AUSTIN, Texas (Reuters) - Triple Formula One champion Lewis Hamilton has been called to appear in Thursday's official U.S. Grand Prix news conference, two weeks after the Mercedes driver criticized the 'boring' format and triggered a media spat in Japan.

Hamilton came under fire at Suzuka for playing on his telephone during the main news conference there, using the Snapchat app to take pictures of fellow drivers and sounding generally disinterested.

He then walked out of a team media briefing after Saturday qualifying, hitting out at "disrespectful" criticism of his behavior by journalists and saying he was "not here to answer your questions".

The 31-year-old was upset after journalists took to social media to criticize his behavior and he blocked some British Formula One reporters on Twitter.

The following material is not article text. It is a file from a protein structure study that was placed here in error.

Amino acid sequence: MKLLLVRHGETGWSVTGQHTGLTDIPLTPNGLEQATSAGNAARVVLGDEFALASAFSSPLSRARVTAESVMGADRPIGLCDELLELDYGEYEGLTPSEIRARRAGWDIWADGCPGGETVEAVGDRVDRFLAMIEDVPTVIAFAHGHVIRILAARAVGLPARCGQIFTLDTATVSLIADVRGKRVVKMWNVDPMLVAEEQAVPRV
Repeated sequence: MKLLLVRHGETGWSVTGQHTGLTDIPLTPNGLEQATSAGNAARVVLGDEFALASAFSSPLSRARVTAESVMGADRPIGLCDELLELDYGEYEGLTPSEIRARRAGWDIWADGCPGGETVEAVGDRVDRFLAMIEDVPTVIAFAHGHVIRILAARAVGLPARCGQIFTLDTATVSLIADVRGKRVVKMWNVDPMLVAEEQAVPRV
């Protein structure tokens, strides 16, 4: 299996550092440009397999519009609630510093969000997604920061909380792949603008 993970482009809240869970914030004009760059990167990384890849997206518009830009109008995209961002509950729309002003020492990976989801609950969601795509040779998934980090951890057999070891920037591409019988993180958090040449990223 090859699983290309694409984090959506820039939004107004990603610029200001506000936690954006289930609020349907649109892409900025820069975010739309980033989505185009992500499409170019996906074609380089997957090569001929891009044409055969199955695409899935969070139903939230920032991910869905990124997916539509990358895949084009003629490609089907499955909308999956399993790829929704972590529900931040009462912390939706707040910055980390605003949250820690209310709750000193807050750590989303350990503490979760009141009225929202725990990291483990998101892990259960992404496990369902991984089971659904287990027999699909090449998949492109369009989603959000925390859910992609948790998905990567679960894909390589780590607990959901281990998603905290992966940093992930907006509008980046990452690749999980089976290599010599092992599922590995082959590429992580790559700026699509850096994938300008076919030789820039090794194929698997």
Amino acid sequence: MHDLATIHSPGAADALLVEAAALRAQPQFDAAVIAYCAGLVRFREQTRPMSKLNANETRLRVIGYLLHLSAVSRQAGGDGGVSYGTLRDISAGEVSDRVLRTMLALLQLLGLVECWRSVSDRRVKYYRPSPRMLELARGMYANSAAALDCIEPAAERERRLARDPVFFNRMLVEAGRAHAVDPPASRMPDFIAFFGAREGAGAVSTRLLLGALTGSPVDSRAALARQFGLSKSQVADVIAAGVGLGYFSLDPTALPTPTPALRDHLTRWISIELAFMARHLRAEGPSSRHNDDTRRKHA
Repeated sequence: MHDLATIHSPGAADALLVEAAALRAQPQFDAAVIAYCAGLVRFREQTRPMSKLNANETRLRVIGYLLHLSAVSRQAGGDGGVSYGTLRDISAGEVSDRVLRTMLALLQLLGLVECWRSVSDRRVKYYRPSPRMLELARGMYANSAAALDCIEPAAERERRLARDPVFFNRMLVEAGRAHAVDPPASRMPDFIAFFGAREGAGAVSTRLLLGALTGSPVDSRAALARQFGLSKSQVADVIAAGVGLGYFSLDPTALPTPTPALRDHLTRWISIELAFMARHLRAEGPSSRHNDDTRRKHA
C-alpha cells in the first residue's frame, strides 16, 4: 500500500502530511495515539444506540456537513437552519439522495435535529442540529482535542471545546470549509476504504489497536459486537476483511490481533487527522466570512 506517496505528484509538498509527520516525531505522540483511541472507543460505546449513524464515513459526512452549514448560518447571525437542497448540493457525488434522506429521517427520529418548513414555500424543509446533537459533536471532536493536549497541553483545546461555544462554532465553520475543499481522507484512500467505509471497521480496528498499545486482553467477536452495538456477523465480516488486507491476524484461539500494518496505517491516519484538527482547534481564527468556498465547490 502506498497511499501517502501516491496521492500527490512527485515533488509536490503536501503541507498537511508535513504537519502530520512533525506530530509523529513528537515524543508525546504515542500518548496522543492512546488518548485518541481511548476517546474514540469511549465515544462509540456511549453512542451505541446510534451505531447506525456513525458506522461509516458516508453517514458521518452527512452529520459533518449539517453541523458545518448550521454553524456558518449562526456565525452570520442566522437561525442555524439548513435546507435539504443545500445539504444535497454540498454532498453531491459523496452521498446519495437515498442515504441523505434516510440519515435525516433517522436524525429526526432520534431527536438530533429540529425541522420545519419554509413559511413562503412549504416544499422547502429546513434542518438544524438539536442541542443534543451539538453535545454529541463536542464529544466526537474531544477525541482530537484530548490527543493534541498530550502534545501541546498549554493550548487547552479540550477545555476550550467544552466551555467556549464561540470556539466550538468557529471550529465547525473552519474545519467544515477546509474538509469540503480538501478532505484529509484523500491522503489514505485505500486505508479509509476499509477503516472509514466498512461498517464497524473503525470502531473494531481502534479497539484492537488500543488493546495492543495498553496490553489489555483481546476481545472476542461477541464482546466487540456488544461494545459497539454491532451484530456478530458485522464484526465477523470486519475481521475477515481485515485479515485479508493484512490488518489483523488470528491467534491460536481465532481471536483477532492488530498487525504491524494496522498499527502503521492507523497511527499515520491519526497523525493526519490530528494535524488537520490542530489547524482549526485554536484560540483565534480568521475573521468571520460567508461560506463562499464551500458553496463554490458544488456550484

A media schedule issued by Mercedes ahead of the race at the Circuit of the Americas listed Hamilton in the Thursday conference, which is organized by the governing International Automobile Federation (FIA).

Formula One's sporting regulations stipulate that drivers must attend or face fines if they do not do so.

Hamilton, who has a sponsor event in Austin later on Thursday, will also be available for broadcasters after Friday practice and is scheduled to talk to written media after Saturday's qualifying and Sunday's race.

Hamilton, who won his third title in Austin last year, finished third in Suzuka and is now 33 points behind team mate Nico Rosberg in the world championship with four races remaining.

The mathematics are such that even if Hamilton wins every remaining race, Rosberg can still win his first championship by finishing second in each race.

(Reporting by Simon Jennings in Bengaluru/Alan Baldwin, Editing by Neville Dalton/Peter Rutherford)